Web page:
Bill Simmons has always been something of a heel to non-Boston Sports fans, a category I don’t belong to. They often tire of his Boston-themed columns, and if they don’t, they often scrape away enough of the good feelings that a misplayed pop culture reference finally breaks them. It’s understandable, but it never affected me. I enjoyed reading Simmons, and even as I type this, I’m enjoying his book, the absolute litany of copy editing errors contained therein aside.
But in two short weeks, Simmons has lost at least one 10-year reader and listener in the day-to-day, at least for the day-to-day. I’m sure I’ll come back some day, and it might even feel like it’s the same as it used to be, at times. It won’t be. It never is.
As regular readers of this blog know, it all started with his intellectually dishonest column about Bill Belichick’s 4th-and-2 decision; it’s not that he hated the decision that bothered me, but that he spoke so disingenuously out of both sides of his mouth. He argued that he did not take issue with the statistics showing that it was the technically correct choice to go for it, then took issue with the numbers. He argued that numbers don’t always apply to football situations, then created his own numbers, as if from thin air, and applied them to the situation. It was an argument built like an inverted house of cards—he undermined his own argument so quickly that the rest was all smoke and mirrors to obscure the fact that there was no “there” there, so to speak.
That alone would have been one thing, but he preceded these arguments by engaging in a podcast whereupon he somehow argued simultaneously—as many do—that Belichick was both “arrogant” and “didn’t have confidence in his defense,” and, like many others, didn’t even attempt to reconcile the contradiction. He also repeated a theory, hatched earlier, that since Belichick is 57 years old, he is likely “losing it” and that this is the first sign of said senility, lack of energy, whatever. I wouldn’t have a problem with this argument individually, even if I don’t agree with it, but piled on top of everything else he’s written it infuriates me. On top of that, it violates his own anti-statistical code. He’s busy scouring the history books and saying that 55 is the last good year for a coach… well, if that’s true, shouldn’t the Pats be looking for a younger coach? If that’s what Simmons is arguing, he should just come out and say it. If he thought people were angry about 4th-and-2, I’d love to see the reaction to that one. It’s the smart thing to do!, he’d probably say, make a pre-emptive strike based on the numbers!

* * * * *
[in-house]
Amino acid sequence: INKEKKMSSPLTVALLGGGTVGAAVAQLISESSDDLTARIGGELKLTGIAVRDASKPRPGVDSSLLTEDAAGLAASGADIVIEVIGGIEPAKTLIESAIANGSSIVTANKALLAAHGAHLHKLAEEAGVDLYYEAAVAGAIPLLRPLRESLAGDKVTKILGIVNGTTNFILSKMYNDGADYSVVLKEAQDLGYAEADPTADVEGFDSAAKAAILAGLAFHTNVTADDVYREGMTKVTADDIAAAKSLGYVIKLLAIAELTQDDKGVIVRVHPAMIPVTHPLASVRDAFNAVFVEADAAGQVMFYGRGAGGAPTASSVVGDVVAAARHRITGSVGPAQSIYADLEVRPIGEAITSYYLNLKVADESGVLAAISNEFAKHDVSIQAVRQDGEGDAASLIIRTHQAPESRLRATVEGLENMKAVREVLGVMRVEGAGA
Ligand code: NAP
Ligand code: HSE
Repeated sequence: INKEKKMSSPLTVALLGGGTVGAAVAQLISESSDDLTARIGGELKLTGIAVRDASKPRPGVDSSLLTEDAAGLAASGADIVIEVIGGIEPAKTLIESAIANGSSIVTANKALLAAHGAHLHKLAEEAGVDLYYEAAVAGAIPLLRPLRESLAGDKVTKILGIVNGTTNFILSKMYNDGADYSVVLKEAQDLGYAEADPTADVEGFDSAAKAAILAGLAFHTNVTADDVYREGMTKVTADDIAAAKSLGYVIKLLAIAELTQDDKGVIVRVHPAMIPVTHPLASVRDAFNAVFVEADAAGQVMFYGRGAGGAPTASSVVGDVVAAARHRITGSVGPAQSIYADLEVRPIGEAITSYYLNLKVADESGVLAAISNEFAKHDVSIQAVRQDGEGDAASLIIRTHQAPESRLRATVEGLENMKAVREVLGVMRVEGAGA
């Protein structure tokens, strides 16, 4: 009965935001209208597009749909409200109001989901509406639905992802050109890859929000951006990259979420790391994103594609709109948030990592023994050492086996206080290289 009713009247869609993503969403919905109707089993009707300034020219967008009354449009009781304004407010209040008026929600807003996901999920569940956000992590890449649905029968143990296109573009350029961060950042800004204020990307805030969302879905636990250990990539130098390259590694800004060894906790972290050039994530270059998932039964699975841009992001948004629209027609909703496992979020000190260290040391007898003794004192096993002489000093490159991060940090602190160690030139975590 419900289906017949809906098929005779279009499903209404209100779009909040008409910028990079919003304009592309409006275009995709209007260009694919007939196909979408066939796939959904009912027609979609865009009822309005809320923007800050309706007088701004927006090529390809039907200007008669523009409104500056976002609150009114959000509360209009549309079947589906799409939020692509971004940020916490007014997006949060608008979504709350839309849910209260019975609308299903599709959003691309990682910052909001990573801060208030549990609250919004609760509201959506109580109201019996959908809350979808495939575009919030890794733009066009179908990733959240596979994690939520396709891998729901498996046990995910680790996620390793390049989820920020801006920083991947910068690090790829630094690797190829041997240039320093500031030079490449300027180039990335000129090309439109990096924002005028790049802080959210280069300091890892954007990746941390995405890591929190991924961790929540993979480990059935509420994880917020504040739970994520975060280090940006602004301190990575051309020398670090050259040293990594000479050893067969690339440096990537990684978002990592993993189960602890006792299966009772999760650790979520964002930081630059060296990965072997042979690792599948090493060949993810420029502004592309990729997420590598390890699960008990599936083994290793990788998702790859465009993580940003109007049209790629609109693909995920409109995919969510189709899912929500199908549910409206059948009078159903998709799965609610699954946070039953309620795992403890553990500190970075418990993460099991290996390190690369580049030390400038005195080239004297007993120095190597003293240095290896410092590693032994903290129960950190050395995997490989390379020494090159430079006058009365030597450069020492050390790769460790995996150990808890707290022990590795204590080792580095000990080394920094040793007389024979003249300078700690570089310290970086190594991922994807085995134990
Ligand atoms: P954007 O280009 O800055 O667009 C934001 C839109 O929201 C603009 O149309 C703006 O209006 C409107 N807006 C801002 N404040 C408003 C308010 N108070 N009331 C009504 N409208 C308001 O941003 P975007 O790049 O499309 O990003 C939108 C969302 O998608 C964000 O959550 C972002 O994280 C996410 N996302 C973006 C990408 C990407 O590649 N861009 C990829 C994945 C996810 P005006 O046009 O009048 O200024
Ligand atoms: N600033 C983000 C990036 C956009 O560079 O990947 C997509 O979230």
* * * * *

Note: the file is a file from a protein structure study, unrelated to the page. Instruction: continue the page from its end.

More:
That would, for obvious reasons, make me laugh.
That’s all, and was, water under the bridge until I saw one of his tweets today, which called the Pats “dead.” Take a look at their schedule and tell me what you see. I see 12-4. You know what the Pats’ record was when they won their first Super Bowl? 11-5. You remember who they played? A clone of the Saints from this year, or the Pats from 2007. There are details of which I’m obviously aware that could mitigate this: the 12-4 Pats wouldn’t likely have a bye and the Saints looked fairly unstoppble the other night. But to declare the Patriots “dead” is something in the spirit of Simmons’ supposed arch-enemy, Dan Shaughnessy. Yes, the Pats don’t look like the best team now, but if 2007 taught us anything, it’s that you only have to look like the best team on the last day of the season for it to mean anything. Do I believe then can, even if I don’t believe they will? Yes.
That’s what it comes down to: hope. If you hope your team does well, and you see one of its biggest cheerleaders raining on your parade, it’s time to disengage. If Bill Simmons can’t enjoy first place, and yet another awesome season, maybe he needs to re-read some of his columns from 1999 and 2000 to show how far we’ve really come. Will it help him get back to a positive mindset? Maybe, for a little bit, but never completely. Like my love affair with his columns, that part of him is probably gone forever.